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Our Springbok-branded Kiwi online casino may not have an end of life, but millions of electric vehicle batteries do. Estimates are around 1.6 million of the 450 kg plus Lithium-ion power packs are about to expire. Will they end up in landfill sites… or is there a better plan?
As is evident from the growing number of electric vehicles (EVs) on the road, the world is transitioning to electromobility… and fast. On the one hand, you’ve got clean transportation replacing carbon puffing cars. On the other, there are mountains of potentially toxic materials that have to go somewhere… and sooner than one imagines.
Now we know the average life span of the batteries powering the likes of the VW I D.4. Audi e-Tron, Hyundai Ioniq Electric and Tesla Model S is around seven to ten years. What is less well known is these 90 kW power packs are made from a host of rare materials such as graphite, lithium salts, nickel, cobalt and lithium.
When the batteries are no longer fully functional and have to be decommissioned, what happens to the tons and tons of wiring, components and materials? When compared to the various parts that make up Springbok Casino, EV batteries are serious environmental hazards.
That is the beauty of virtual gaming platforms like our top ranked Kiwi online casino. In our individual capacity, we leave no discernible trace on the natural environment. Our casino games are powered by RTG software, our banking methods are remote – and our customer support team may be in-house but consists of a dispersed workforce.
When you play the best casino games online, there is no tangible waste or by-product – with the exception of the currency paid out to our legion of winners. Even the transactions, in and out of your Springbok Casino account, are purely electronic and leave no footprint at all… not even a real paper trail!
Now back to the uncomfortable reality of what to do about expiring batteries in electric vehicles…
The good news is governments and regulators have recognised the threats posed by unmitigated battery dumping. Most countries are shifting the responsibility of clean battery-disposal back to the source – the EV manufacturers – and they are not opposed to the idea.
Tesla is working on ways to incentivise clients to pop into the local Tesla service centre and switch old batteries with new ones… all while they wait! Nissan is repurposing spent batteries, harvested from Leaf vehicles, into power packs for automated vehicles tasked with delivering parts on the factory floor.
Renault, VW and Tesla are all firmly committed to recycling end-of-life EV batteries. Some have opened their own recycling plants. Others have partnered with dedicated waste management and recycling companies with the capacities and capabilities to recycle thousands of tons of e-waste.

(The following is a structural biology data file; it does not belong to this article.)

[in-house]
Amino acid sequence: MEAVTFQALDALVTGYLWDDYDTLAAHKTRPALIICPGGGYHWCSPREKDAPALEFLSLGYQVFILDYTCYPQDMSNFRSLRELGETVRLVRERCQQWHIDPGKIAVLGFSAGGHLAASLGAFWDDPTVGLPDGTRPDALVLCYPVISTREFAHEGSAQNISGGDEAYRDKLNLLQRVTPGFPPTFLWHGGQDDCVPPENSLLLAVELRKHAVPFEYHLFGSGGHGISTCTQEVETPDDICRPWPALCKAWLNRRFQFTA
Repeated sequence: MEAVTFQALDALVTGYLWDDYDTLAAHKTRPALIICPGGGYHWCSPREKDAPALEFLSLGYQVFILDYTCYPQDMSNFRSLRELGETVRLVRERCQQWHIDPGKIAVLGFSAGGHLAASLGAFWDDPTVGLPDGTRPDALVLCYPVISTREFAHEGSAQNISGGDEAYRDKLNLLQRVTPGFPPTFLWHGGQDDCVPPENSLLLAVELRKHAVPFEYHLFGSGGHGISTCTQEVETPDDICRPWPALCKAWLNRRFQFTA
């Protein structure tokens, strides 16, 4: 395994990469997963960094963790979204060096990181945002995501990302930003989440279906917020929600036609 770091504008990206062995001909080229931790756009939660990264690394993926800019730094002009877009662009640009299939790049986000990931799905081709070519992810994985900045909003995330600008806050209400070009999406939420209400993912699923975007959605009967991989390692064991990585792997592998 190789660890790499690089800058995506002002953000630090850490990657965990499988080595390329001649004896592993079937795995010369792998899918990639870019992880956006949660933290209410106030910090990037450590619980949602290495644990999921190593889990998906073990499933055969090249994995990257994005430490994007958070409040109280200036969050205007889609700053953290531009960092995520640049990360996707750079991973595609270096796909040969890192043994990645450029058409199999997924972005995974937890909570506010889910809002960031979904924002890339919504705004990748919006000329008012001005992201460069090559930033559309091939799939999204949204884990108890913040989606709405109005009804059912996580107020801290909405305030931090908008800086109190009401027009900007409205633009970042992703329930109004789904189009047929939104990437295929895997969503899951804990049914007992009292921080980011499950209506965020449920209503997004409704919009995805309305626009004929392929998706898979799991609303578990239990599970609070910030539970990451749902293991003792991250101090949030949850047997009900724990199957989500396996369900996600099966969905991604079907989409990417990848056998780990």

Despite the manufacturers best efforts, only about 5% of EV batteries are currently recycled in what are essentially pilot projects. All these operations have to be scaled up… and fast.
Right now, there are an estimated 11 million electric vehicles on our roads. Over the next decade, that number is expected to soar to around 145 million battery-powered cars.
Scaling up is going to require more than extra hands on deck. At the moment, batteries are largely dismantled by hand before the component materials are processed and recycled. This is a potentially dangerous process, as these extra-large batteries can and do explode when handled incorrectly.
What is required is full-scale automation and robotics to go hand-in-hand with the sophisticated closed loop recycling efforts already in existence.
Although automotive manufacturers have adopted slightly different techniques, the gist of the process is the same. Electronics are removed, tested and, where possible, re-used. Kind of like taking outdated Kiwi online casino games and revamping them!
The lithium-ion cells remain sealed and are frozen with liquid nitrogen to prevent chemical reactions. They are then reduced into what is known as a ‘black mass’ through shredding and crushing.
This mass is refined and separated into the component materials – lithium, manganese, cobalt and nickel – which are used to manufacture new EV batteries. Waste is kept to an absolute minimum and the manufacturers have access to a steady source of recycled rare materials, which are expensive and not always easy to procure.
New, eco-efficient closed-loop recycling processes are emerging all the time. One waste management company converts EV batteries into three reusable fractions:
In addition to refining and separating the alloy, which is then returned to the EV manufacturers or purchased from them, the company has developed a range of by-products using the harvested compounds. As such, it is one of the first recycling operations to adopt an authentic closed loop system in the ‘disposal’ of EV batteries.
Now that you know how batteries – and digital devices – are given a new life, why not login to Springbok Casino. Besides our awesome selection of RTG developed games, you will find a range of cool bonuses matching the criteria of a top ranked Kiwi online casino!